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Rooftop solar system anyone?

March 18, 2009

A new day dawns for solar energy

A new day dawns for solar energy

Last week, Ontario’s Minister of Energy and Infrastructure, Rt Hon George Smitherman, announced the proposed feed-in tariffs for producers of renewable energy under Ontario’s new Green Energy Act. The proposed tariffs were developed by the Ontario Power Authority on Minister Smitherman’s request.

Best for Solar and Biomass
While both the Act and the feed-in tariffs may still be changed before implementation, the current Act and accompanying incentive scheme appear very positive in terms of creating a marketplace for renewable energy in Ontario – especially for solar power and biogas. Wind power advocates will be a little less enthusiastic according to Paul Gipe, an expert on international renewable energy tariffs who offered detailed commentary about the proposed feed-in tariffs on his blog (“Ontario Proposes Precedent-Setting Renewable Tariffs”).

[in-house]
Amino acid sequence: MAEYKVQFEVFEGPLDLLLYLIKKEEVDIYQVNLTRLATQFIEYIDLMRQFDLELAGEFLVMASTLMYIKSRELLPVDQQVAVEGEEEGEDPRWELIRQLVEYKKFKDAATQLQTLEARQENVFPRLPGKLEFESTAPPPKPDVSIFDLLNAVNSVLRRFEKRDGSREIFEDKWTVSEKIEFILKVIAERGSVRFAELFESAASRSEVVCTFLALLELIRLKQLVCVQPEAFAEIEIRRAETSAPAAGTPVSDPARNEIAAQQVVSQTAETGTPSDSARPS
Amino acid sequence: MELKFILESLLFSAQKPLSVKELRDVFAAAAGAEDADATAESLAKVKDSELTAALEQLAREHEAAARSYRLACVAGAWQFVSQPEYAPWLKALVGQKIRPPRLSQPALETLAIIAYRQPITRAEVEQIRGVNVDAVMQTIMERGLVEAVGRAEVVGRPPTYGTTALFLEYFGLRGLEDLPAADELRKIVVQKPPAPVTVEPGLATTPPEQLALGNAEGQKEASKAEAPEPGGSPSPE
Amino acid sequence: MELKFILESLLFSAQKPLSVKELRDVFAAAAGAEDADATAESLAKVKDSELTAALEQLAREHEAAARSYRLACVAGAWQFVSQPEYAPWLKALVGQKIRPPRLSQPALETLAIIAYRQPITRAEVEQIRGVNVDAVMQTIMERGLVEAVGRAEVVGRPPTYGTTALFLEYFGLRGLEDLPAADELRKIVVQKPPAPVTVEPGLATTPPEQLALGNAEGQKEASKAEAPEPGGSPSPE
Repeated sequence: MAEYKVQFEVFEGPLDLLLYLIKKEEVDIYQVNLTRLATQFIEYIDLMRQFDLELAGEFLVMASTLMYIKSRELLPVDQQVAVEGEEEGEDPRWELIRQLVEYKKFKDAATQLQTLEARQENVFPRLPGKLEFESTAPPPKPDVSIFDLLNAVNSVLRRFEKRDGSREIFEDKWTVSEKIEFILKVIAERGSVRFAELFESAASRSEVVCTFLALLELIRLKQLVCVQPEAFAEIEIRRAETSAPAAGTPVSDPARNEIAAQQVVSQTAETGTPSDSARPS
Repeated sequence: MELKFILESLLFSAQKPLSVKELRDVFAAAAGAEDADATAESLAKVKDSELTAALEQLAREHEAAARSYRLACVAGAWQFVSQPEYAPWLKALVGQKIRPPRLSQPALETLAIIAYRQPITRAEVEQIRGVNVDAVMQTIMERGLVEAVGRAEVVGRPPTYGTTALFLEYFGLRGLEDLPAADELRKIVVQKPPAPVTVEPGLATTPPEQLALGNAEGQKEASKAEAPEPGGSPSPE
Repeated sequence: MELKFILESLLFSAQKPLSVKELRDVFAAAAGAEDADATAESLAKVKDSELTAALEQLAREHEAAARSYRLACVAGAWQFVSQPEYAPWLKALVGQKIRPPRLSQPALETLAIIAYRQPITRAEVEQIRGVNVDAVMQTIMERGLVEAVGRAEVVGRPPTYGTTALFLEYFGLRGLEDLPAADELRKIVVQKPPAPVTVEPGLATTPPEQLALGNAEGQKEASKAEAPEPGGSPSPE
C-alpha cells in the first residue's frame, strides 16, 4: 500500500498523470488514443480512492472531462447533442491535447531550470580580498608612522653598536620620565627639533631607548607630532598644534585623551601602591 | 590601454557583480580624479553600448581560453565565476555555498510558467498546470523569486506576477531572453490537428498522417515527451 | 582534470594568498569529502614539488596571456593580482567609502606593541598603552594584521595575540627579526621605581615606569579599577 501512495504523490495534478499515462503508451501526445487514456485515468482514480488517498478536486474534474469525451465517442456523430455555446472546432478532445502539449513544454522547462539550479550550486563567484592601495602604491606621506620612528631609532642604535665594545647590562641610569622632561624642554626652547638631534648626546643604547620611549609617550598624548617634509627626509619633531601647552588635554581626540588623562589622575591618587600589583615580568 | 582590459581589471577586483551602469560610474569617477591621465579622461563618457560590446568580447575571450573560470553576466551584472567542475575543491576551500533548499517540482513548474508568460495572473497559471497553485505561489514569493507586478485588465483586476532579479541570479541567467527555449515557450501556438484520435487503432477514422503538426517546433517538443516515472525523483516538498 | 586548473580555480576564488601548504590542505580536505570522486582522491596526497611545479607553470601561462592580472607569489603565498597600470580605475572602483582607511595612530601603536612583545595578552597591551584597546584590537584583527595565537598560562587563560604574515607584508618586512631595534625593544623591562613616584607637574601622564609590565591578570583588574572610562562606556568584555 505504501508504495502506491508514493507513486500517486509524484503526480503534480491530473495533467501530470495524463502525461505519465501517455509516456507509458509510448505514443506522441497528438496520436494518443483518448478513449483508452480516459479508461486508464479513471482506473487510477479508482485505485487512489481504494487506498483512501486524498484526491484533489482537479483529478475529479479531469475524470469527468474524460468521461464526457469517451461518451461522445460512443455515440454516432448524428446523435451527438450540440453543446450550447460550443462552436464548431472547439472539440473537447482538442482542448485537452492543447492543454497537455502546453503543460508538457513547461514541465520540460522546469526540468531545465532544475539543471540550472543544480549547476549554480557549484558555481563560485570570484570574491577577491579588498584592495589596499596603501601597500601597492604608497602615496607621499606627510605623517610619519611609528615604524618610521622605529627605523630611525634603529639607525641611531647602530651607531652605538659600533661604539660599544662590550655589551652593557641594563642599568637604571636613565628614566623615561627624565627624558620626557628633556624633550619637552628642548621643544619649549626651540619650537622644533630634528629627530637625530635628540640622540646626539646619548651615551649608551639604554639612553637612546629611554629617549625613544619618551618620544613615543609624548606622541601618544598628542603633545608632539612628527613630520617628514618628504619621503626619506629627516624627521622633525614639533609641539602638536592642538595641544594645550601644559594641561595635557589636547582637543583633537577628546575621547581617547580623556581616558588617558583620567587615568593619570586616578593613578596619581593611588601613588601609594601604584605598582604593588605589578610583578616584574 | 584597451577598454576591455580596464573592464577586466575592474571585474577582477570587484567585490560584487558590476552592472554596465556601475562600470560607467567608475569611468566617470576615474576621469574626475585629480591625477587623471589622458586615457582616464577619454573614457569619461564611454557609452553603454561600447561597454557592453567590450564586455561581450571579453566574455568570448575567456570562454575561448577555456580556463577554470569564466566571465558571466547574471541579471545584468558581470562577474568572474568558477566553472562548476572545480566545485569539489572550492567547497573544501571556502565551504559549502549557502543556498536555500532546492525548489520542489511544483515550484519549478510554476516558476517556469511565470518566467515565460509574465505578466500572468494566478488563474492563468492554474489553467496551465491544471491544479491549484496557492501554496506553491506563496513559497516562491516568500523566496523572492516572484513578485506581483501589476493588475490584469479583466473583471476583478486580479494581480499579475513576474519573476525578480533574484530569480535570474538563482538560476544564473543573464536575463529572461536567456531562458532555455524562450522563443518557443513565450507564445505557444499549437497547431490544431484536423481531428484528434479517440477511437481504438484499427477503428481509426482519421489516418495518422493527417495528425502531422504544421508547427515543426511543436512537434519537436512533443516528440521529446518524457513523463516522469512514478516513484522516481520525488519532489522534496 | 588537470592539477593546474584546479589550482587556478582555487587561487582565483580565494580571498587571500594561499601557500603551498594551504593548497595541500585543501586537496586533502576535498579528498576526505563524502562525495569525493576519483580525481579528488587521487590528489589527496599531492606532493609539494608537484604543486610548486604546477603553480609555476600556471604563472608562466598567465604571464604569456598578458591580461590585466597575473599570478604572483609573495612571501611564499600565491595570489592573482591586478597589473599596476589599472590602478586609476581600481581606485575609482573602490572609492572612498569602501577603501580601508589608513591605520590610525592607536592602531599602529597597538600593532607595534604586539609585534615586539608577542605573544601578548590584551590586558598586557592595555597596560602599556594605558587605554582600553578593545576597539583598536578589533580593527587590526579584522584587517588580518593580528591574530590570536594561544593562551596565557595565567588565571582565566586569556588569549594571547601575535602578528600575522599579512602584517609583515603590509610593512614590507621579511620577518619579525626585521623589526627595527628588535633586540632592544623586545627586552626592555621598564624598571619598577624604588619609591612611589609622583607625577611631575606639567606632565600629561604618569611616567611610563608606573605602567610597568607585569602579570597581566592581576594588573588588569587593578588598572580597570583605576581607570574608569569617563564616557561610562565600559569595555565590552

How the feed-in tariff works:
If you are a homeowner with suitable roof space, feed-in tariffs mean that you can install a photovoltaic system on your roof, connect it to the grid and get paid $ 0.802 per kWh that your system delivers to the grid (for systems up to 10 KW). The rate is guaranteed for 20 years, a guarantee that allows you to get financing for the required investment and that, in most cases, will generate greater returns than your RRSP portfolio.

The New Jobs